Friday, October 19, 2012

Fair trade fashion

The Minimalist Mom just did a great post on the real cost of cheap clothes. This has been a huge issue in our house - way too many cheap clothes, purchased on a whim only to languish in our closets unworn for years and then sheepishly stuffed in a bag and sent to live at Value Village or Goodwill.  Jay and I both have far too many clothes and are making a concerted effort to give things away and donate them. But that's only part of the problem - we need to buy less. More importantly, we need to buy less often, but higher quality. Higher quality and higher ethical standards.

Its no secret that most of what we in industrialized nations wear is made in developing countries in deplorable conditions, by people getting paid a pittance. Its shameful, and many of us pay lip service to the fact that such practices need to change, but we often feel that we have no choice. We want to stop supporting companies that don't engage in fair trade practices, but then what do we buy? Can we even afford ethically made clothing? And how do we know something really is fair trade?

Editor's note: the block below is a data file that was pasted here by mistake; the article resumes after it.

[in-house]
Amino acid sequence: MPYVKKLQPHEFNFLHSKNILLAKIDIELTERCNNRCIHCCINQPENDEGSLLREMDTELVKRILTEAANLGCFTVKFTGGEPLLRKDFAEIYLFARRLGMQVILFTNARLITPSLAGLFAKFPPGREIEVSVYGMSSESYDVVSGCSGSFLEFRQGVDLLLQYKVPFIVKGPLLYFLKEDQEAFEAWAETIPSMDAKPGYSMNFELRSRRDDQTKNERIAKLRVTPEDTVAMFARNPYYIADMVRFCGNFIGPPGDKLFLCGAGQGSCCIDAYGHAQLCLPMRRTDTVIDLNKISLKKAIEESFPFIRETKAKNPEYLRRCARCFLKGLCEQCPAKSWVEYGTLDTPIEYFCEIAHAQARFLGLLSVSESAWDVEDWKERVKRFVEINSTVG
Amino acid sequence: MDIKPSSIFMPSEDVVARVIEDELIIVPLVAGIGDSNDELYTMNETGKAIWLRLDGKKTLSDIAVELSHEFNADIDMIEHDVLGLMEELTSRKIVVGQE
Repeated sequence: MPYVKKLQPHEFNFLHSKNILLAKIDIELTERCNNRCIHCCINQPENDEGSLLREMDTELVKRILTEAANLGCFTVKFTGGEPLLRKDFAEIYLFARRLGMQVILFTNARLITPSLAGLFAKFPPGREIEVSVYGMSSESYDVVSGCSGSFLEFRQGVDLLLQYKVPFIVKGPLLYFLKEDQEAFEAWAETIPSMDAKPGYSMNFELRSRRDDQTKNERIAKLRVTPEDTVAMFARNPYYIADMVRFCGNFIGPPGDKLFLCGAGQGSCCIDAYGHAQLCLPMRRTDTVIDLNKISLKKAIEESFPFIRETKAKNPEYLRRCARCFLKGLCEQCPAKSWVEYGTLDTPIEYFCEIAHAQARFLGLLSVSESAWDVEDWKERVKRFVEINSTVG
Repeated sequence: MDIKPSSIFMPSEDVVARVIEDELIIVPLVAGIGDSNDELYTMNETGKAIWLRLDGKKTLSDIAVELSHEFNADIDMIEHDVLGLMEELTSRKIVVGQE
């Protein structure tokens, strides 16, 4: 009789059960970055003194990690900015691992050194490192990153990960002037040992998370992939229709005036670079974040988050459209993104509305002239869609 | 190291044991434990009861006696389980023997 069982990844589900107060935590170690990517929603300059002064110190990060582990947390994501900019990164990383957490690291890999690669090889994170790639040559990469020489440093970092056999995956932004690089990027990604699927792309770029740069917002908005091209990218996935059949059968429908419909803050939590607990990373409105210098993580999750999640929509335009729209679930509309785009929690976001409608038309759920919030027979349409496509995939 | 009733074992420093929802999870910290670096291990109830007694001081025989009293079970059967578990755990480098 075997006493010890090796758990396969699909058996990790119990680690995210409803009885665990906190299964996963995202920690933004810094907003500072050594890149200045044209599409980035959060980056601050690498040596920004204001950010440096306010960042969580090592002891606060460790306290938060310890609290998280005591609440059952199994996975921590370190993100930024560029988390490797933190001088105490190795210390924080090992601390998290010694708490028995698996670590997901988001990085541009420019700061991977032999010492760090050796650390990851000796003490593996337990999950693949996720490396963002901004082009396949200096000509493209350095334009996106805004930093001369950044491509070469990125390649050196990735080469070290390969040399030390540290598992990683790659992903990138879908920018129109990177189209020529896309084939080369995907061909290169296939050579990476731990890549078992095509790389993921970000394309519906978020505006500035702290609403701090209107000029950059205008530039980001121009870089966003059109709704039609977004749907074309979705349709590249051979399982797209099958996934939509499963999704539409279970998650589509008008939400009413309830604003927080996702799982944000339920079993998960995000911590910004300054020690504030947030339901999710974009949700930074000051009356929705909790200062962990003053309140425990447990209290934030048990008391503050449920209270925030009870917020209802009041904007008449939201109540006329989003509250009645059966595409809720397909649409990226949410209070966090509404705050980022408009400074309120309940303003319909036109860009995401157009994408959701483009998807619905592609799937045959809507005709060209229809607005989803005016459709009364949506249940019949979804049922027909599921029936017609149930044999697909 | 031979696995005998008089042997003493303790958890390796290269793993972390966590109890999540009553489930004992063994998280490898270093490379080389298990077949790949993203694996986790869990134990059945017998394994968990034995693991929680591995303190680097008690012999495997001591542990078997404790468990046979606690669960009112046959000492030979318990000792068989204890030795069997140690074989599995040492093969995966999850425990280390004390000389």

After years of saying we wanted to change the way we buy clothes, Jay and I recently discussed the need to examine this issue. We really can't claim to be living a greener life if we don't at least try to change this rather large aspect of our spending. I'll admit, we feel a bit lost at this point but its something we are going to be looking into over the next little while.

Our first discovery has been clothes at MEC, a Canadian retailer with a commitment to sustainability, and we've purchased some lovely Canadian-made items for ourselves and the boys. We've been impressed with the quality and plan to make future purchases from them. Now, to find more ethical, sustainable, work-appropriate attire.

Are you mindful of where your clothes come from? Why or why not?Have you found any good-quality, work-appropriate clothing, preferably Canadian-made? Any recommendations?

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